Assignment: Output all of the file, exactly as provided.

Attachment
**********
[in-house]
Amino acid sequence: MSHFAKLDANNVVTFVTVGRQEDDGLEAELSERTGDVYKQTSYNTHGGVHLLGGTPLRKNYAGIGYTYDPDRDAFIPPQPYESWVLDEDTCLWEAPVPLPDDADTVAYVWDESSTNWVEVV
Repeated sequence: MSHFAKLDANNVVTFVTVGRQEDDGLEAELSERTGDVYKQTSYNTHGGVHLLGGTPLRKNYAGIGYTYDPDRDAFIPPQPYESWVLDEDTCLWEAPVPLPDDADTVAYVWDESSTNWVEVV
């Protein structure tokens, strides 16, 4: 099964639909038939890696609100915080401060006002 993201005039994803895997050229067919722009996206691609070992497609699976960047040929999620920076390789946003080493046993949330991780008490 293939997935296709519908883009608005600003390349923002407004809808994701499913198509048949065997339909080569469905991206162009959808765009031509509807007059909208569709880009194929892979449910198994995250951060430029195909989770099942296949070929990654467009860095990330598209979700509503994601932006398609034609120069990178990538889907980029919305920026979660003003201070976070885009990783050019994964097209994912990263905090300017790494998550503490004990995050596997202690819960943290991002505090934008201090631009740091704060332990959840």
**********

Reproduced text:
[in-house]
Amino acid sequence: MSHFAKLDANNVVTFVTVGRQEDDGLEAELSERTGDVYKQTSYNTHGGVHLLGGTPLRKNYAGIGYTYDPDRDAFIPPQPYESWVLDEDTCLWEAPVPLPDDADTVAYVWDESSTNWVEVV
Repeated sequence: MSHFAKLDANNVVTFVTVGRQEDDGLEAELSERTGDVYKQTSYNTHGGVHLLGGTPLRKNYAGIGYTYDPDRDAFIPPQPYESWVLDEDTCLWEAPVPLPDDADTVAYVWDESSTNWVEVV
């Protein structure tokens, strides 16, 4: 099964639909038939890696609100915080401060006002 993201005039994803895997050229067919722009996206691609070992497609699976960047040929999620920076390789946003080493046993949330991780008490 293939997935296709519908883009608005600003390349923002407004809808994701499913198509048949065997339909080569469905991206162009959808765009031509509807007059909208569709880009194929892979449910198994995250951060430029195909989770099942296949070929990654467009860095990330598209979700509503994601932006398609034609120069990178990538889907980029919305920026979660003003201070976070885009990783050019994964097209994912990263905090300017790494998550503490004990995050596997202690819960943290991002505090934008201090631009740091704060332990959840």